• Pick simple recipes. Begin with meals that are easy to prepare and don’t contain a ton of ingredients. Now’s not the time to attempt boeuf bourguignon! You can also look for recipes that can be made in a slow cooker, which will make things even easier.
  • Consider recipes that reuse ingredients. “Think about how you can prep different foods that can be used with multiple meals,” Homan suggests. For example, if you make a batch of baked chicken, you can serve it one day with steamed broccoli and a sweet potato, and another day over greens with some whole-grain crackers.
  • Vary your ingredients. Well-rounded meals should include a variety of colors and textures, which keeps things interesting and provides a mix of micronutrients. “Make meals satisfying by including a balance of protein, produce and complex carbohydrates,” Homan says.


Still can’t quite figure out where to start? There’s no need to reinvent the wheel. Start with our list of 75 healthy meal prep ideas for breakfast, lunch and dinner. Then browse food blogs, thumb through cookbooks and ask friends for their favorite recipes.

“Keep a list or create a Pinterest Board of recipes that sound good to find inspiration before you go grocery shopping,” she adds.

Step 5: Make your grocery list

Before you head to the grocery store, you’ll have to make a grocery list. This is a great time to figure out which ingredients you’ll make yourself and which you’ll buy ready-made — because not every element of a homemade meal has to be made at home.

“You don’t have to make everything from scratch,” Homan says. “Buying a rotisserie chicken, tuna packets or a veggie tray can cut down on time.” Keep frozen berries and frozen vegetables on hand, too. They’re pre-washed, pre-chopped and can be microwave-steamed in a pinch.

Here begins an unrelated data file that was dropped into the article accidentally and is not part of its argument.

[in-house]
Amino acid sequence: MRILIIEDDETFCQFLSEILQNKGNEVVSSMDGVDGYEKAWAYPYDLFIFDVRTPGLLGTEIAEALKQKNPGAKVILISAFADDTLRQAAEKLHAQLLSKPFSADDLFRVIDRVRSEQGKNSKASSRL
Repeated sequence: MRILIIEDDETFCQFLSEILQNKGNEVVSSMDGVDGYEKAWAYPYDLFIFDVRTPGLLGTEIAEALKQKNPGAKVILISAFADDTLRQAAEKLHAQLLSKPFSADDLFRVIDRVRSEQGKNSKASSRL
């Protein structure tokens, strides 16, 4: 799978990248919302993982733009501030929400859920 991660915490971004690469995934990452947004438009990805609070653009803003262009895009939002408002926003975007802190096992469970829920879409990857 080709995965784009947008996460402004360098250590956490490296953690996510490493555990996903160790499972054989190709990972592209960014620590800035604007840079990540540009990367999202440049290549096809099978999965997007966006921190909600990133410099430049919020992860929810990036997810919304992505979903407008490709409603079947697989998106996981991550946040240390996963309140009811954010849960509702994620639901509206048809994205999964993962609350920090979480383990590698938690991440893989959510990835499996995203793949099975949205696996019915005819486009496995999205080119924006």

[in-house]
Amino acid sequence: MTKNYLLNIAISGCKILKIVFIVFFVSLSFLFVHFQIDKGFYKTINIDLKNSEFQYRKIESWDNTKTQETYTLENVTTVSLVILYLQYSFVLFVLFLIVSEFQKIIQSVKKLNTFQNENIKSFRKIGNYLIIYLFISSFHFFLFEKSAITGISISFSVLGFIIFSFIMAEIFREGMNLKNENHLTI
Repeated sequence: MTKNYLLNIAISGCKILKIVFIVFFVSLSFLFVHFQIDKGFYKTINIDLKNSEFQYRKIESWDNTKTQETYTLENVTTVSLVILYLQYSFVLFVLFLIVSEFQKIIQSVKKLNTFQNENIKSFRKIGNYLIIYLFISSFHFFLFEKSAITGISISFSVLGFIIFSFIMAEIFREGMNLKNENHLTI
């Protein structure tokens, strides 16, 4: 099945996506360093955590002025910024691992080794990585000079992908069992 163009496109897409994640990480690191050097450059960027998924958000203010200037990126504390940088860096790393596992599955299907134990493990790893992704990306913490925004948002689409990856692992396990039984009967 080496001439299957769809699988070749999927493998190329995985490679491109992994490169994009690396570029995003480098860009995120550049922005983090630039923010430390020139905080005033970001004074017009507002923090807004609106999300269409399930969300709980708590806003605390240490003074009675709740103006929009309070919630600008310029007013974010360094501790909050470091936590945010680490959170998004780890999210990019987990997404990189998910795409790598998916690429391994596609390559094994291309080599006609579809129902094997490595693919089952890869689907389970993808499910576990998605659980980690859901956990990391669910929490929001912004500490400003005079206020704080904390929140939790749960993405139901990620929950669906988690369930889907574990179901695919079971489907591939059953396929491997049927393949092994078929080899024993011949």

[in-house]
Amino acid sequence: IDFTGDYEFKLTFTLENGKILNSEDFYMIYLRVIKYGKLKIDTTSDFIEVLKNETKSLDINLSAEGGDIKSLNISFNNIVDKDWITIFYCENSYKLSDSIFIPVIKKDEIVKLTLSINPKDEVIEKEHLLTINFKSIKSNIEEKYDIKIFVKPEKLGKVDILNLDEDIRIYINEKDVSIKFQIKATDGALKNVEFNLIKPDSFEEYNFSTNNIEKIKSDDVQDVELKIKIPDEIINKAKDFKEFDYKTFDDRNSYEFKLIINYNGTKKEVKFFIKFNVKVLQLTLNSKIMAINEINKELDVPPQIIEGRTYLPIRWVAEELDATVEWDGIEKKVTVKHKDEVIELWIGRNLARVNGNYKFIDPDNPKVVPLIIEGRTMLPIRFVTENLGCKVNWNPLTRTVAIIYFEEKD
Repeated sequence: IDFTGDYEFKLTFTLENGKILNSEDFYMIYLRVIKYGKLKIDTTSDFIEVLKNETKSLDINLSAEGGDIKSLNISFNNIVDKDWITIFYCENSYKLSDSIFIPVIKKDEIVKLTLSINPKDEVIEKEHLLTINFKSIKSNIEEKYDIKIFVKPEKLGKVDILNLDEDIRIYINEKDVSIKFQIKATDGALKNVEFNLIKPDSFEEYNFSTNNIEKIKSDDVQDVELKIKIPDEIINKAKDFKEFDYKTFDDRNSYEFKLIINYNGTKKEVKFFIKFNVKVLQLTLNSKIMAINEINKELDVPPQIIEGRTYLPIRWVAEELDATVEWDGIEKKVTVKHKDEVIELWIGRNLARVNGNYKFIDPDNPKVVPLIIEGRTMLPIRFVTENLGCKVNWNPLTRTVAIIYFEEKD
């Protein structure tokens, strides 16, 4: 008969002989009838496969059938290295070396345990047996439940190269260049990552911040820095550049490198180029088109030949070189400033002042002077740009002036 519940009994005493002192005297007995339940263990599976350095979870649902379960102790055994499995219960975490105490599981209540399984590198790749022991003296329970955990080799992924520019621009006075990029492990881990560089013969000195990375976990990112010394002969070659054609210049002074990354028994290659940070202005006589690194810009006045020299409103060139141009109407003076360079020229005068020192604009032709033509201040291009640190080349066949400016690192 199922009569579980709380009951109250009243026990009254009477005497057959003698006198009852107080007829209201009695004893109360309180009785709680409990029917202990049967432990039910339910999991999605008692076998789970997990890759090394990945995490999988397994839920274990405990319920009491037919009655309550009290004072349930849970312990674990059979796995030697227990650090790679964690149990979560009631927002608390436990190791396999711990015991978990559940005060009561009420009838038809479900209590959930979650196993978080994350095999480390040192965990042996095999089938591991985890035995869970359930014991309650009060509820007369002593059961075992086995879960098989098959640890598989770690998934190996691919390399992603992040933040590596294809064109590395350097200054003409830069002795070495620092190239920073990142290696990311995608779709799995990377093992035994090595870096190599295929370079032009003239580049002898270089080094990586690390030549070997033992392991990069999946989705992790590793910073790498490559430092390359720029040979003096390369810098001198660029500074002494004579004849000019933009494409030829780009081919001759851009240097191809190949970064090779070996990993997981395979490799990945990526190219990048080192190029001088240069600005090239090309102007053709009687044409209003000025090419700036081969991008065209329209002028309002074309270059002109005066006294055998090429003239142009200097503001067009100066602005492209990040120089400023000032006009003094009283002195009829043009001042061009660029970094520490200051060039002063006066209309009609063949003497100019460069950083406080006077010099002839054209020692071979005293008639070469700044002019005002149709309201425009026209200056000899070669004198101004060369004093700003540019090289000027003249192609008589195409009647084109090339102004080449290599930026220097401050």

But there are some ready-made ingredients that are definitely worth skipping — like individually packaged foods.

“You can save money by portioning things out yourself instead,” Homan points out. “Make sure you have small, condiment- and snack-sized containers on hand to store things like salad dressing, trail mix and dips, like hummus and guac.”

Once you’ve made your list (and checked it twice), head to the grocery store to grab everything you need for your first foray into meal prepping.

Step 6: Get to work!

Ready to get down to business? Make your time in the kitchen as enjoyable as possible by cranking up some tunes or turning on an audiobook or podcast.

“Prep food individually, like washing and chopping veggies for the week that can be used in a variety of recipes or as a snack with dip,” Homan says.

Once your food is made, cooled and transferred into airtight containers, it should last about three to four days in the refrigerator.


Bonus step: Freeze the extras

If a recipe yields more food than you can eat in a week (or if you just want to give yourself some padding for the future), pop any remaining servings into the freezer.

“That will give you a quick option for a day when you don’t feel like cooking,” she notes.

How to meal prep without getting bored

If you’re groaning at the idea of eating the same thing for a week, don’t worry: There are ways to fend off boredom when it comes to meal planning.

For starters, Homan says to be sure to choose foods you actually like — which may sound like a no-brainer but is so important that it’s worth emphasizing. When you’re brand new to meal prep, this isn’t the time to decide that you also need to revamp your entire palate — at least not to start.